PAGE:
Abstract for: Learning as conceptual change during community based group interventions. A case study with smallholder farmers in Zambia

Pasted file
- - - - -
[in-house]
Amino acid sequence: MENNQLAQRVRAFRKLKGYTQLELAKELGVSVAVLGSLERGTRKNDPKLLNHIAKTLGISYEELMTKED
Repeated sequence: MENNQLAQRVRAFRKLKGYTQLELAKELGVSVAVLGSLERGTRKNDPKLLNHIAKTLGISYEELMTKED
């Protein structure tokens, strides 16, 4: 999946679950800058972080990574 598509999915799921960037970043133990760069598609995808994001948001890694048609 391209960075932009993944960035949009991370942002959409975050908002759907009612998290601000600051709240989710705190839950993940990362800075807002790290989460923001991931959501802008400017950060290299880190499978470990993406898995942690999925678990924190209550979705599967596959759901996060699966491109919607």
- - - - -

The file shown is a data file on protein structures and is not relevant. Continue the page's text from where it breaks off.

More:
Food and farming systems are both complex and dynamic in nature. While smallholder farmers hold great intuitive and experiential knowledge, rapidly changing and ever more challenging framework conditions require them to constantly learn and adapt to change. Understanding knowledge change is important to improve the design of shared learning experiences, especially as they are one prerequisite for the effective implementation of adaptive policies. This paper studies knowledge change within smallholder farmers in Zambia as a result of systems thinking group interventions. We report on the design, implementation and preliminary analysis of two group workshops with ten smallholder farmers each and follow-up interviews with some of the participants. Our results so far suggest that the use of system maps and collaboratively unfolding them seem crucial components in the process of knowledge change. Thanks to the system map, participants display a fairly high degree of convergence on systemic issues and policy considerations during post-workshop interviews. Their explanations of challenges and possible options to overcome them are not limited to the available visual components of the collaboratively developed system map. Instead, participants extend the discussion of options beyond the system map while remaining able to reason in a concise, systemic way.